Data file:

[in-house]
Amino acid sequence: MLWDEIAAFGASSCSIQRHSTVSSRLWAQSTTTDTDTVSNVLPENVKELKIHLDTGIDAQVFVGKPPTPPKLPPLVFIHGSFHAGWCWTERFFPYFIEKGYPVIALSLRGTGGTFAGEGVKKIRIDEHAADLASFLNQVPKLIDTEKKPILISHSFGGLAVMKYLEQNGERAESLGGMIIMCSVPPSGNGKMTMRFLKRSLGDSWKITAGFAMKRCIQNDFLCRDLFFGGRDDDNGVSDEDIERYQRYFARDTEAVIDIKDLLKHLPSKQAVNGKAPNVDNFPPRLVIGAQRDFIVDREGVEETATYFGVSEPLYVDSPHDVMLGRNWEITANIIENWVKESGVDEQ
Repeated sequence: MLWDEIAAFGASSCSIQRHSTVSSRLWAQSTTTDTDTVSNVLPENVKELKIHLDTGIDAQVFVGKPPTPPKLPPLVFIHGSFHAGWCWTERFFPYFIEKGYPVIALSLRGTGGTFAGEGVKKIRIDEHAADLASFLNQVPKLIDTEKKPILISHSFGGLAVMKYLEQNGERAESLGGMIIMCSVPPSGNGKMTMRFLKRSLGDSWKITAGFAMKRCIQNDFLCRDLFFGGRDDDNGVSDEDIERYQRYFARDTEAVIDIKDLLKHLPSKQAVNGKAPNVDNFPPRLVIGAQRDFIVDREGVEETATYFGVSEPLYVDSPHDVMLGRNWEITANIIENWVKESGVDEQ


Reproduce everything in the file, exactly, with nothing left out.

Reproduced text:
[in-house]
Amino acid sequence: MLWDEIAAFGASSCSIQRHSTVSSRLWAQSTTTDTDTVSNVLPENVKELKIHLDTGIDAQVFVGKPPTPPKLPPLVFIHGSFHAGWCWTERFFPYFIEKGYPVIALSLRGTGGTFAGEGVKKIRIDEHAADLASFLNQVPKLIDTEKKPILISHSFGGLAVMKYLEQNGERAESLGGMIIMCSVPPSGNGKMTMRFLKRSLGDSWKITAGFAMKRCIQNDFLCRDLFFGGRDDDNGVSDEDIERYQRYFARDTEAVIDIKDLLKHLPSKQAVNGKAPNVDNFPPRLVIGAQRDFIVDREGVEETATYFGVSEPLYVDSPHDVMLGRNWEITANIIENWVKESGVDEQ
Repeated sequence: MLWDEIAAFGASSCSIQRHSTVSSRLWAQSTTTDTDTVSNVLPENVKELKIHLDTGIDAQVFVGKPPTPPKLPPLVFIHGSFHAGWCWTERFFPYFIEKGYPVIALSLRGTGGTFAGEGVKKIRIDEHAADLASFLNQVPKLIDTEKKPILISHSFGGLAVMKYLEQNGERAESLGGMIIMCSVPPSGNGKMTMRFLKRSLGDSWKITAGFAMKRCIQNDFLCRDLFFGGRDDDNGVSDEDIERYQRYFARDTEAVIDIKDLLKHLPSKQAVNGKAPNVDNFPPRLVIGAQRDFIVDREGVEETATYFGVSEPLYVDSPHDVMLGRNWEITANIIENWVKESGVDEQ